Teachers are leaving their positions due to frustration or because they want higher salaries (Ingersoll, 1998). Simply put, many teachers are underpaid (Brodbelt, 1990). Thus, teacher turnover is what is at the core of the issue. Instead of devising ways to increase teacher retention, or making a correct attempt to hire someone new when a teacher leaves suddenly, administrators often opt for what seems the simplest, fastest, and cheapest solution: assigning a teacher who already works at the school in a different field to fill the void (Ingersoll, 1998).
One other major cause that Ingersoll (1998) presents is the lack of accurate data on the issue at stake. He believes that there are many misconceptions about the causes of out-of-field teaching. Ignorant as to the true causes and conditions, educators and school administrators have tried to resolve the issue from the wrong side. Thankfully, the National Center for Education Statistics (NCES) surveyed teachers in the 1990s, which allowed for a more accurate view of things. This study remains limited, however, because it was conducted in the United States only, which means that the findings might not be applicable to other countries.
The first solution that Brodbelt (1990) proposes is a change in policy. He believes that there are two possibilities. The first is to implement a system that will ensure that all teachers in the primary school level, for instance, would be qualified to teach all lessons in all grade levels at that school.
The second option is to promote an alternate path to teaching certification. Instead of only hiring college students who are enrolled in teaching-career courses, the policy could be such that any student could become a teacher provided that student holds a bachelor’s degree in the major fields taught in elementary and high schools (history, math, and the like).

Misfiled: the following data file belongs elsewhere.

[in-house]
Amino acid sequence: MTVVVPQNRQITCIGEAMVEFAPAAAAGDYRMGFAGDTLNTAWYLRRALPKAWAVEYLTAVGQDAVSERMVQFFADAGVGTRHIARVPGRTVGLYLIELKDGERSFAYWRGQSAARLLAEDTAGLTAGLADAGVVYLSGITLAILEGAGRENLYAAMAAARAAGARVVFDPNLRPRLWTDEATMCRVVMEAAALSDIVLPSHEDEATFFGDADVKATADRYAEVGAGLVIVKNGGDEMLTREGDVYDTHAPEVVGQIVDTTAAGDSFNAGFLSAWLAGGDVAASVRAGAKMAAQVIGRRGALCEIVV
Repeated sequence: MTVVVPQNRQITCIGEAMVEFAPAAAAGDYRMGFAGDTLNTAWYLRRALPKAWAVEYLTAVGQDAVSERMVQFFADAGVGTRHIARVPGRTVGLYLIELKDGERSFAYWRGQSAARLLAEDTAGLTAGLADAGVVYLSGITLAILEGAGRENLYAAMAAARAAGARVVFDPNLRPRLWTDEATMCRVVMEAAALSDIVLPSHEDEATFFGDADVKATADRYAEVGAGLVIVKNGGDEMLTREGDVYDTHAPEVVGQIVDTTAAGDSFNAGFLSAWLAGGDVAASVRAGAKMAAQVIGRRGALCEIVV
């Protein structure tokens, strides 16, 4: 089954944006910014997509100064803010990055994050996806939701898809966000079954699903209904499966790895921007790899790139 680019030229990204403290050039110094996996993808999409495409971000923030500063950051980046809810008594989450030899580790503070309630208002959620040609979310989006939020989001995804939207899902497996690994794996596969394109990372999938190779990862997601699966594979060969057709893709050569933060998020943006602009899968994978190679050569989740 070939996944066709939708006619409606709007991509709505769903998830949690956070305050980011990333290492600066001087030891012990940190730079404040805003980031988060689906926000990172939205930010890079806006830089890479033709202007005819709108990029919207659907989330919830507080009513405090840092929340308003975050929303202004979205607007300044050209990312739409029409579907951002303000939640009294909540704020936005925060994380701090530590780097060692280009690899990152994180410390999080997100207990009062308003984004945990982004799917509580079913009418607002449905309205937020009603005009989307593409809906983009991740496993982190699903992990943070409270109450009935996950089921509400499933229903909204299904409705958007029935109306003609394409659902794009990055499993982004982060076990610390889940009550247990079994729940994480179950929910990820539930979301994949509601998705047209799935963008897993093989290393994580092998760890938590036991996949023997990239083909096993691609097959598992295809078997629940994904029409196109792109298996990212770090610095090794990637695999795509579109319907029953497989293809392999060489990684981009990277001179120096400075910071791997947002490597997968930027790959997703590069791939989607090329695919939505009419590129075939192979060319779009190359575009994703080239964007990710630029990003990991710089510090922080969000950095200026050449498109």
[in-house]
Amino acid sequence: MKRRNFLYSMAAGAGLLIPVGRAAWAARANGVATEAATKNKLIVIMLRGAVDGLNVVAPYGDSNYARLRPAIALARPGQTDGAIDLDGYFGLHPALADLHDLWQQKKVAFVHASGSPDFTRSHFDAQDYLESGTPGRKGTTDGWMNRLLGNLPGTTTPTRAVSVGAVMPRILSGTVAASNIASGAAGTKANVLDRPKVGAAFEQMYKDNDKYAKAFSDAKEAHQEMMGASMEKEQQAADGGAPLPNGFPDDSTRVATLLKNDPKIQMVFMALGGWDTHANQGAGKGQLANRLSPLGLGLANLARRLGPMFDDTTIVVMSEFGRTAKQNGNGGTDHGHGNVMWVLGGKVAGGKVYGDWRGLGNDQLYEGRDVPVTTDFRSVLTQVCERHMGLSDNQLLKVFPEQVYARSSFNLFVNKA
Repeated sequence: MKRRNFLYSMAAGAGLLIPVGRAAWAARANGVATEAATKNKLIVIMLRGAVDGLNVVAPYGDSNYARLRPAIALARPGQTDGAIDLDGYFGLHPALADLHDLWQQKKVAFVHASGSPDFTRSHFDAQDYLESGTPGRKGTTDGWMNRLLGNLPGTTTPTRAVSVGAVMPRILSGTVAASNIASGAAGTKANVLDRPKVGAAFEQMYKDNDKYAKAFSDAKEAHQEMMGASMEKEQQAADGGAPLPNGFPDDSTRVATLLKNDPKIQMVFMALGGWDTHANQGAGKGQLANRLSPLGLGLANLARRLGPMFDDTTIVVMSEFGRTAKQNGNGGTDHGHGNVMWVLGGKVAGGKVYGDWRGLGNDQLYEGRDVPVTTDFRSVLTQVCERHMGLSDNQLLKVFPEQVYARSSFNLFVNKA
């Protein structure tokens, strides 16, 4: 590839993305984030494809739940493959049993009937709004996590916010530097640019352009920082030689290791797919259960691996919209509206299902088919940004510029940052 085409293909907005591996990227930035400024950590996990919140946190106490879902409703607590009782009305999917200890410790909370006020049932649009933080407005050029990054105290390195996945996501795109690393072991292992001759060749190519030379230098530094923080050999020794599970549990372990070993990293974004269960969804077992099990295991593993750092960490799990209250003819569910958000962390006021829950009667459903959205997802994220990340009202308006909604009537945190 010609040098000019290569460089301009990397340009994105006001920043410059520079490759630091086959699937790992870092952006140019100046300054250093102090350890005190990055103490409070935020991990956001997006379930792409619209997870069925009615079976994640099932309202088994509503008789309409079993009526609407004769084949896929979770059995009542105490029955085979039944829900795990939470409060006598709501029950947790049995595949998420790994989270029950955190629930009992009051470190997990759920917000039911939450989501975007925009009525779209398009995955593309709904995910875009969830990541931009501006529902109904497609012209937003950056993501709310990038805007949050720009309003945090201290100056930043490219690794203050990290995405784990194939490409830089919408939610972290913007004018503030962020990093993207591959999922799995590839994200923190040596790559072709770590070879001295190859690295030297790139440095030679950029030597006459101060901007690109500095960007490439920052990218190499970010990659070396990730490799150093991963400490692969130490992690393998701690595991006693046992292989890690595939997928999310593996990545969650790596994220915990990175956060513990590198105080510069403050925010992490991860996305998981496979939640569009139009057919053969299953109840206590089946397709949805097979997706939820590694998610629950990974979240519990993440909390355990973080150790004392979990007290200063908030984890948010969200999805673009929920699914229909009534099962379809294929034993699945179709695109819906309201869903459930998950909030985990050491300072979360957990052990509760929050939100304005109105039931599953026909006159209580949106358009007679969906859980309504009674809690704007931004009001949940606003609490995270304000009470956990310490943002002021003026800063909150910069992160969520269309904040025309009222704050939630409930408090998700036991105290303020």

In order to sustain quality, that person would have to have had a high GPA, maybe pass the teacher-certification test and/or do a-one year teaching internship. This will most definitely diminish any teacher-shortage issue that might exist. Other alternate methods, such as the P-16 system that allows teachers to get more knowledgeable about a particular topic they might be teaching, have also been proposed (Archer, 1999). Calling upon retired instructors to teach part-time is another solution that would solve the out-of-field teaching issue (Brodbelt, 1990).
Brodbelt’s solutions presented above imply that the main issue is teachers’ shortage. But as was discussed earlier, some educators and researchers believe that the core problem is administrative mismanagement. What they propose is to begin with changing the way the teaching career is viewed in general. The value of teaching has to be elevated.
Brodbelt (1990) gives a perfect example by referring to Japan, which values the teaching profession to a point that satisfies all stakeholders: teachers, parents, and students. Indeed, in Japan, being a teacher is associated with more social status than it is in the United States or Canada. Japan has neither a teacher shortage nor out-of-field teaching issues, and this is part of the reason Japan ranks first in the world for the proportion of high school students who graduate (Brodbelt, 1990).